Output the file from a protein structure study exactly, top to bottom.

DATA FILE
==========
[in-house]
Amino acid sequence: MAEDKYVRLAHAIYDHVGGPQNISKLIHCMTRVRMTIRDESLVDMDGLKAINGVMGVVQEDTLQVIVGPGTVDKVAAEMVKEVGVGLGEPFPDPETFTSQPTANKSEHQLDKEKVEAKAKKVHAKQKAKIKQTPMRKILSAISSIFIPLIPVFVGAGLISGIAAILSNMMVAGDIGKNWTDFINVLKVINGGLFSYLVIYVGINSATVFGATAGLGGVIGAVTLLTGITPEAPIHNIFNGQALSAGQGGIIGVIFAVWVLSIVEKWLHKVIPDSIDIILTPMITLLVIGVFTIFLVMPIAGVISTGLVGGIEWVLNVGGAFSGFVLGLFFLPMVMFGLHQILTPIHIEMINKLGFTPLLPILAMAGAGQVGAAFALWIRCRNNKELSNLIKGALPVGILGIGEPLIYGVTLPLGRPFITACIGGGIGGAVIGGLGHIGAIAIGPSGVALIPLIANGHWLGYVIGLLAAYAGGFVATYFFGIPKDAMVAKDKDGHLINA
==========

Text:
[in-house]
Amino acid sequence: MAEDKYVRLAHAIYDHVGGPQNISKLIHCMTRVRMTIRDESLVDMDGLKAINGVMGVVQEDTLQVIVGPGTVDKVAAEMVKEVGVGLGEPFPDPETFTSQPTANKSEHQLDKEKVEAKAKKVHAKQKAKIKQTPMRKILSAISSIFIPLIPVFVGAGLISGIAAILSNMMVAGDIGKNWTDFINVLKVINGGLFSYLVIYVGINSATVFGATAGLGGVIGAVTLLTGITPEAPIHNIFNGQALSAGQGGIIGVIFAVWVLSIVEKWLHKVIPDSIDIILTPMITLLVIGVFTIFLVMPIAGVISTGLVGGIEWVLNVGGAFSGFVLGLFFLPMVMFGLHQILTPIHIEMINKLGFTPLLPILAMAGAGQVGAAFALWIRCRNNKELSNLIKGALPVGILGIGEPLIYGVTLPLGRPFITACIGGGIGGAVIGGLGHIGAIAIGPSGVALIPLIANGHWLGYVIGLLAAYAGGFVATYFFGIPKDAMVAKDKDGHLINA